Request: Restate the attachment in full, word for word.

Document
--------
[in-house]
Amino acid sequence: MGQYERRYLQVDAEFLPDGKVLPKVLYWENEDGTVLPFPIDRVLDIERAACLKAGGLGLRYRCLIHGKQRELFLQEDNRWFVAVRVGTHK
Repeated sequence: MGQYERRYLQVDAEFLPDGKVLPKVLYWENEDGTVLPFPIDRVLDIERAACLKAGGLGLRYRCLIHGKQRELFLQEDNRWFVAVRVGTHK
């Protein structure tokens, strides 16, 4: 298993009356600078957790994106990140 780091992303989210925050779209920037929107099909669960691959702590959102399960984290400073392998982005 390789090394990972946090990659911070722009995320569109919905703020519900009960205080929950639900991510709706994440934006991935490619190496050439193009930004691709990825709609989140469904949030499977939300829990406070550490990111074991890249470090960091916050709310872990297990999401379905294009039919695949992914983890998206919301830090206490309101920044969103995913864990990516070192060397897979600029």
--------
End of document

[in-house]
Amino acid sequence: MGQYERRYLQVDAEFLPDGKVLPKVLYWENEDGTVLPFPIDRVLDIERAACLKAGGLGLRYRCLIHGKQRELFLQEDNRWFVAVRVGTHK
Repeated sequence: MGQYERRYLQVDAEFLPDGKVLPKVLYWENEDGTVLPFPIDRVLDIERAACLKAGGLGLRYRCLIHGKQRELFLQEDNRWFVAVRVGTHK
């Protein structure tokens, strides 16, 4: 298993009356600078957790994106990140 780091992303989210925050779209920037929107099909669960691959702590959102399960984290400073392998982005 390789090394990972946090990659911070722009995320569109919905703020519900009960205080929950639900991510709706994440934006991935490619190496050439193009930004691709990825709609989140469904949030499977939300829990406070550490990111074991890249470090960091916050709310872990297990999401379905294009039919695949992914983890998206919301830090206490309101920044969103995913864990990516070192060397897979600029």